Check that turn-around time! The July Trees-of-Reverie Read-a-thon starts tomorrow, and I’m excited.

I’m in the thick of classes now, so this time I’m gonna track my school reading. Y’all will get a look at what I’ve been assigned for my courses, and hopefully you’ll get to discover a book that interests you.

Books read so far for class: selections from Requiem for a Paper Bag by Davy Rothbart [Ed.], selections from The Works of Edgar Allan Poe by Edgar Allan Poe, The Moonstone by Wilkie Collins, An Extraordinary Theory of Objects by Stephanie LaCava, and selections from On Looking: Eleven Walks with Expert Eyes by Alexandra Horowitz.

Books I’m on track to read within the time-frame of the read-a-thon: more selections from On Looking: Eleven Walks with Expert Eyes by Alexandra Horowitz, Fun Home: A Family Tragicomic by Alison Bechdel, selections from Them: Adventures with Extremists by Jon Ronson, selections from Detection by Gaslight: 14 Victorian Detective Stories by Douglas Greene [Ed.], selections from A Study in Scarlet & The Sign of the Four, selections from The Adventures of Sherlock Holmes & The Memoirs of Sherlock Holmes, and The Hound of the Baskervilles by Sir Arthur Conan Doyle.

That’s a lot of reading, but I have 3 weeks to get it done! You can follow along here on my blog, where I’ll be posting a running page count every other day, on Facebook for quotes and tidbits, on Twitter for late-night ponderings (and updates on Camp NaNoWriMo progress), on Instagram for (what else?) action shots, and on Tumblr for fun questionnaires and community activities.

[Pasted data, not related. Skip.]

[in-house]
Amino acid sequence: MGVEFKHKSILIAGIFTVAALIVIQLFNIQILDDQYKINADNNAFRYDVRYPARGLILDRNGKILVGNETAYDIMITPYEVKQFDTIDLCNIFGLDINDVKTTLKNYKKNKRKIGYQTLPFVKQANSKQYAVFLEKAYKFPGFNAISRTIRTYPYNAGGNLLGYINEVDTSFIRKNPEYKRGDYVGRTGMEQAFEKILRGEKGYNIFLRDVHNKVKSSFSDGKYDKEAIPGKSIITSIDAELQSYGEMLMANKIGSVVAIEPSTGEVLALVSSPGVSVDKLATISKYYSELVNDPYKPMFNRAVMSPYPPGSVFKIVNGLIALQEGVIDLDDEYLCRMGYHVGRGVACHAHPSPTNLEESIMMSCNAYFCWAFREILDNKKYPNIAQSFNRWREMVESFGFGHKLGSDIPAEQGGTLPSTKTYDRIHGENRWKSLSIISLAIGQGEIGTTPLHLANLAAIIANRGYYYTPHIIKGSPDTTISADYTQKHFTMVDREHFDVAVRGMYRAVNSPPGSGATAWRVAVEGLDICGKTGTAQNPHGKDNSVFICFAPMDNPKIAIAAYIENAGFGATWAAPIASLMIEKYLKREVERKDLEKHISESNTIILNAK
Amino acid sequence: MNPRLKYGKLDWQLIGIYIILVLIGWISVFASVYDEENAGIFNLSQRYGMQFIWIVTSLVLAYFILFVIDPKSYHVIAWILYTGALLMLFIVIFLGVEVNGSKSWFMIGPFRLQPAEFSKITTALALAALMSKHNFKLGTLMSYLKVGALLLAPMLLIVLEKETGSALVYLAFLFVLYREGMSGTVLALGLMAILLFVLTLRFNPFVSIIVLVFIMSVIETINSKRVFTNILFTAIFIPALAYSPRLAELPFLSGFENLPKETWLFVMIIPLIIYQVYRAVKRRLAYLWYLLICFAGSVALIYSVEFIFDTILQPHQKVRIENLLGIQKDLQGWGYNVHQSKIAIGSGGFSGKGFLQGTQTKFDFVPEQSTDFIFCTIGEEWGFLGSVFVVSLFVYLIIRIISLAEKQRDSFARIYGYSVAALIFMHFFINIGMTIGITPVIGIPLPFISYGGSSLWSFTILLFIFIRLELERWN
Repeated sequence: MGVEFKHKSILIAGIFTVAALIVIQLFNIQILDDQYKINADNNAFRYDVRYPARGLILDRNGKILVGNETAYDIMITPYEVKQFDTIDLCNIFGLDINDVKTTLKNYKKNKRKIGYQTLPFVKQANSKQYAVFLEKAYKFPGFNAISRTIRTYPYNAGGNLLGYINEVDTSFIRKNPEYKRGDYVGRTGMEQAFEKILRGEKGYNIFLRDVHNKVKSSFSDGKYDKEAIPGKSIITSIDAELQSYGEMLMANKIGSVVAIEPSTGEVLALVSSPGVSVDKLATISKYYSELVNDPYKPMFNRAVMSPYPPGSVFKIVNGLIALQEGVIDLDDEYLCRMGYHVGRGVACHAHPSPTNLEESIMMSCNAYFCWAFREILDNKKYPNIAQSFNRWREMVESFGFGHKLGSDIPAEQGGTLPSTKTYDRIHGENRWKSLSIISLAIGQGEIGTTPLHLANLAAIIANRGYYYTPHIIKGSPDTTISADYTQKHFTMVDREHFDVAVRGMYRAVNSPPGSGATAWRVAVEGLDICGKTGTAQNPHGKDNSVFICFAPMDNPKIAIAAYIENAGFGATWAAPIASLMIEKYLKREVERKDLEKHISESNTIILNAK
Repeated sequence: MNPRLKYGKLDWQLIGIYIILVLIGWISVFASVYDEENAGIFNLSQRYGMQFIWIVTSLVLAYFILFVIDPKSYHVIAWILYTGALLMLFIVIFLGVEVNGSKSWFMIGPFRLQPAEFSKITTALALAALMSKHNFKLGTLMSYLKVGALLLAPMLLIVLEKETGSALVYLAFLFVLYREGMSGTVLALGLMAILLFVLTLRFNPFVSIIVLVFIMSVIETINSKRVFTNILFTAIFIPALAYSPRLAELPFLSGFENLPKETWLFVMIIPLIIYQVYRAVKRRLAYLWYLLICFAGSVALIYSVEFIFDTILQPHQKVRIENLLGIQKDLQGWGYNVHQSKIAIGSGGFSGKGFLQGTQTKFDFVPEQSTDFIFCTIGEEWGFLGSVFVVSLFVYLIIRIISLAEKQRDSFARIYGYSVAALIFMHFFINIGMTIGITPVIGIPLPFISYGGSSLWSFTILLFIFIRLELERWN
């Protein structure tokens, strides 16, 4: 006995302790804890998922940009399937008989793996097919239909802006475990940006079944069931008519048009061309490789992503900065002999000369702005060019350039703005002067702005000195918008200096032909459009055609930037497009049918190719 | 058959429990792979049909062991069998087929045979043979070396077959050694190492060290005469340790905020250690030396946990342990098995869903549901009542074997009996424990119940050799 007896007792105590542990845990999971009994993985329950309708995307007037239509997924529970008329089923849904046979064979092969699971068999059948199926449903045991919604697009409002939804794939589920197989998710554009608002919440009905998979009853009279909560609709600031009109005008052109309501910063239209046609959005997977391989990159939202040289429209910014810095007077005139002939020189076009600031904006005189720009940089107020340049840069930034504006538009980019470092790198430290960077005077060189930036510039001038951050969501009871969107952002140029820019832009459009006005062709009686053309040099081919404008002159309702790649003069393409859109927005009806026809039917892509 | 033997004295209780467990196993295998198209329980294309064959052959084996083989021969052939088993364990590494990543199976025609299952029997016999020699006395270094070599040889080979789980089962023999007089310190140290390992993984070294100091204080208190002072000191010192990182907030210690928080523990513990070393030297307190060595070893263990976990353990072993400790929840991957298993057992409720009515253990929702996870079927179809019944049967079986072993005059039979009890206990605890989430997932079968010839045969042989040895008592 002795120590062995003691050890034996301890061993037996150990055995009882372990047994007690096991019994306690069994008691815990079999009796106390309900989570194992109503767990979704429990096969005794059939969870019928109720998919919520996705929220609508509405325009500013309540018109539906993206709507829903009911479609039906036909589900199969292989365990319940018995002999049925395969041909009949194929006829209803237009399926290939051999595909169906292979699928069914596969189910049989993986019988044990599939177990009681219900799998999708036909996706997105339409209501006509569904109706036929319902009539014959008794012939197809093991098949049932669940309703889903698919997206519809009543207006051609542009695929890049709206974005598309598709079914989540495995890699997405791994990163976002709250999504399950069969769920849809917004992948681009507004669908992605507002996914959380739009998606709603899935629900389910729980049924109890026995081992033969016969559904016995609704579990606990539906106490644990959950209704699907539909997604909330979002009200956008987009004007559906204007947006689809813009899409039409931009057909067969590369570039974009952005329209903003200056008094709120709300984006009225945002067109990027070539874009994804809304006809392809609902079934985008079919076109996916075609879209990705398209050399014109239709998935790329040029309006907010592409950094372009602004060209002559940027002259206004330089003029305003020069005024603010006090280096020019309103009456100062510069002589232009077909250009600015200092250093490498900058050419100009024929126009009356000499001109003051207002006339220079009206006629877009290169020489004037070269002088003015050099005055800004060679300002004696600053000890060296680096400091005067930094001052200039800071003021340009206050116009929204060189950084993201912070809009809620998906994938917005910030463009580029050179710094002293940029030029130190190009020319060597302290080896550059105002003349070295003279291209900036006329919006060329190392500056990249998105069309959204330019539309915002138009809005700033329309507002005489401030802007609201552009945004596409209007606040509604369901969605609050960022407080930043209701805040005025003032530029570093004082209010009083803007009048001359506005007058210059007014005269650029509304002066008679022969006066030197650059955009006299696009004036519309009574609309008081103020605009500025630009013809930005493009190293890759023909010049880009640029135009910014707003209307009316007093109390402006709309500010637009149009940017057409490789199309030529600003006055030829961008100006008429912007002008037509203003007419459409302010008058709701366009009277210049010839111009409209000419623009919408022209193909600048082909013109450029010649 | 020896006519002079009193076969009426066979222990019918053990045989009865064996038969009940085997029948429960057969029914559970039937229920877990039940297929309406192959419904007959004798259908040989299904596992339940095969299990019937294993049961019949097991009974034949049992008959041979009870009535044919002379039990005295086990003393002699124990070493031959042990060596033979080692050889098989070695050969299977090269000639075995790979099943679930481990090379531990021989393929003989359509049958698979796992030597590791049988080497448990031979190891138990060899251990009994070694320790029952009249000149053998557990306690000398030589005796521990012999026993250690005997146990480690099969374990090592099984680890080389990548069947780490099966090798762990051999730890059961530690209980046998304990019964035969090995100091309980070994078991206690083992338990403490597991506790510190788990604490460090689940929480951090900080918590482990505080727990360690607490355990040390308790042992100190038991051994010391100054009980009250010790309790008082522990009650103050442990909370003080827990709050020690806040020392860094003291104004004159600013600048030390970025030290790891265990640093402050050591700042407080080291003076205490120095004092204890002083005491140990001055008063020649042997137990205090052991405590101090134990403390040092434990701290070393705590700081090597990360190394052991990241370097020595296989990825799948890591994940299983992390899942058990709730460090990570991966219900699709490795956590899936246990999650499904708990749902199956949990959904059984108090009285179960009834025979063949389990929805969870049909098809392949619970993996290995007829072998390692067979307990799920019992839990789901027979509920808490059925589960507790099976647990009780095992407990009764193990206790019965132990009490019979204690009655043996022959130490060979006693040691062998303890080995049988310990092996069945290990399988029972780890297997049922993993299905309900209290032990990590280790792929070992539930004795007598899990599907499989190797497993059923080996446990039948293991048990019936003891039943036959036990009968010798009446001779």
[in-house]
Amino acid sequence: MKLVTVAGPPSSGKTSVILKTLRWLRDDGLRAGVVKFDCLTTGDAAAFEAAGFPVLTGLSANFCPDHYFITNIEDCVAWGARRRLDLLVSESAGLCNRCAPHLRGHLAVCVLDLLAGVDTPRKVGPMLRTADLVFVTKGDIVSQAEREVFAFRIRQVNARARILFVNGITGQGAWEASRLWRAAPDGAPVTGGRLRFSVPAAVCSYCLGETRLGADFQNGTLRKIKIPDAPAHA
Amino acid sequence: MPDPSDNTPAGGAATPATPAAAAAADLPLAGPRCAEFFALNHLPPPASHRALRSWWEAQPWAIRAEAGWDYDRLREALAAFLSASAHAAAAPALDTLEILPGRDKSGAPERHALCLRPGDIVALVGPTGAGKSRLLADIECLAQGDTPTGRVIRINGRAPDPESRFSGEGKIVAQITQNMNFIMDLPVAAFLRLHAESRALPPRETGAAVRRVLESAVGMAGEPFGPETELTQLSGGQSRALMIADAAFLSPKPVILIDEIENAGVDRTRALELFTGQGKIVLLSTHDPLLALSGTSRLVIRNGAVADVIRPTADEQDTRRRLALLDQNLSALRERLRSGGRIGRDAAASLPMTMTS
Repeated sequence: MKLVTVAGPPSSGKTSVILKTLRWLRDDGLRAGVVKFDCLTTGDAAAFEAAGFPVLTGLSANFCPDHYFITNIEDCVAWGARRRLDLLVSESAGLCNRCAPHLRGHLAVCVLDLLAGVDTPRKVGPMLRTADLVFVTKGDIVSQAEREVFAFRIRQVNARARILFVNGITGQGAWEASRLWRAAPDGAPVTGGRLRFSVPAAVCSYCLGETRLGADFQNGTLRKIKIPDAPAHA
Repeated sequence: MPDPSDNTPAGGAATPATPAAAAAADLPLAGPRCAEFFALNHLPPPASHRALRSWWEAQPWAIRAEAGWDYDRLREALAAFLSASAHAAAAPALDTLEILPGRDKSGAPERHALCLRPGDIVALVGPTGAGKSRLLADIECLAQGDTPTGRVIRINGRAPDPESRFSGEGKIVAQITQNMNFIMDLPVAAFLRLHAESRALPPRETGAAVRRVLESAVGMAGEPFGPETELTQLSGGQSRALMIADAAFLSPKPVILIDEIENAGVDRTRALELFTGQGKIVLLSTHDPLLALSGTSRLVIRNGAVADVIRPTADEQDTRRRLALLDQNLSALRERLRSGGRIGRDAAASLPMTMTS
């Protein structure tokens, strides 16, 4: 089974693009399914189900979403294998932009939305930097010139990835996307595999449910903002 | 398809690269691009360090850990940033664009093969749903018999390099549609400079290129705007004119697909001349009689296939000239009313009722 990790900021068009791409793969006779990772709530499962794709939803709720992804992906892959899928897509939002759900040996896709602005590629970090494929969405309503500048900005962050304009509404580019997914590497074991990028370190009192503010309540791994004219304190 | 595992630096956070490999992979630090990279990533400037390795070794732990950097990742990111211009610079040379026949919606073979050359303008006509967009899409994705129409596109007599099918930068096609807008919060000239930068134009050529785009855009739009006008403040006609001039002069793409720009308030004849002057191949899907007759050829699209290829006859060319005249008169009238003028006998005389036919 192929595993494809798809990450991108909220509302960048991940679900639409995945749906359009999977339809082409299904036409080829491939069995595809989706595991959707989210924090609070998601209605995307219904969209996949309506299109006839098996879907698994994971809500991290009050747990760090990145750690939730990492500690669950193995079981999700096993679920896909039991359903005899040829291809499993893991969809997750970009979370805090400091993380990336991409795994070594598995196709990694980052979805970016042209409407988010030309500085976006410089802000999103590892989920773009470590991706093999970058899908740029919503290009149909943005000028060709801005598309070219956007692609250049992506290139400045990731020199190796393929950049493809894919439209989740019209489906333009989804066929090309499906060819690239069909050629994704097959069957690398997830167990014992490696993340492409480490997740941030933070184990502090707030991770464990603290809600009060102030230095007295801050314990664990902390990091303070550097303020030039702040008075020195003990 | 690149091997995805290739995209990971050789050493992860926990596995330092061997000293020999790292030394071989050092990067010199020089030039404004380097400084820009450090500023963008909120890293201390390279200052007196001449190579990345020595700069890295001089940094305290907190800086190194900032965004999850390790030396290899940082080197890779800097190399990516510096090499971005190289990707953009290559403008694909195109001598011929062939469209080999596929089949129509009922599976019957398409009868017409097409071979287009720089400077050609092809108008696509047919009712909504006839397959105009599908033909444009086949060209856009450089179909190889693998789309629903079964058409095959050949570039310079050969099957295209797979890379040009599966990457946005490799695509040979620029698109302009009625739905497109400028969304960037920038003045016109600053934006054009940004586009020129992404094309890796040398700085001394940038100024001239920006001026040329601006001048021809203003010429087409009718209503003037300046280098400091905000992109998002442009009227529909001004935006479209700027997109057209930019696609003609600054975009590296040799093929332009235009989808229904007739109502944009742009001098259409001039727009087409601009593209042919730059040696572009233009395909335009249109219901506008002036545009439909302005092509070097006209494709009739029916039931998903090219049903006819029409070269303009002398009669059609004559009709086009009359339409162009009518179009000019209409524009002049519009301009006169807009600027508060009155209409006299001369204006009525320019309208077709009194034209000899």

Let’s get this party started!

June Read-a-thon Update: End!

And now it’s over. But there’s another beginning on July 10th and running to August 1st; I might do that one as well, because this has been loads of fun!

Final page counts for the event (at 12.00a, July 1st):

  • 40 pages of Partial List of People to Bleach by Gary Lutz. Notes: no update.
  • 90 pages of Letters to a Young Poet by Rainer Maria Rilke [trans. M.D. Herter Norton]. Notes: finished.
  • 108 pages of The Rose That Grew From Concrete by Tupac Shakur. Notes: finished.
  • 173 pages of Faces at the Bottom of the Well by Derrick Bell. Notes: finished.
  • 8 pages of Anansi Boys by Neil Gaiman. Notes: no update.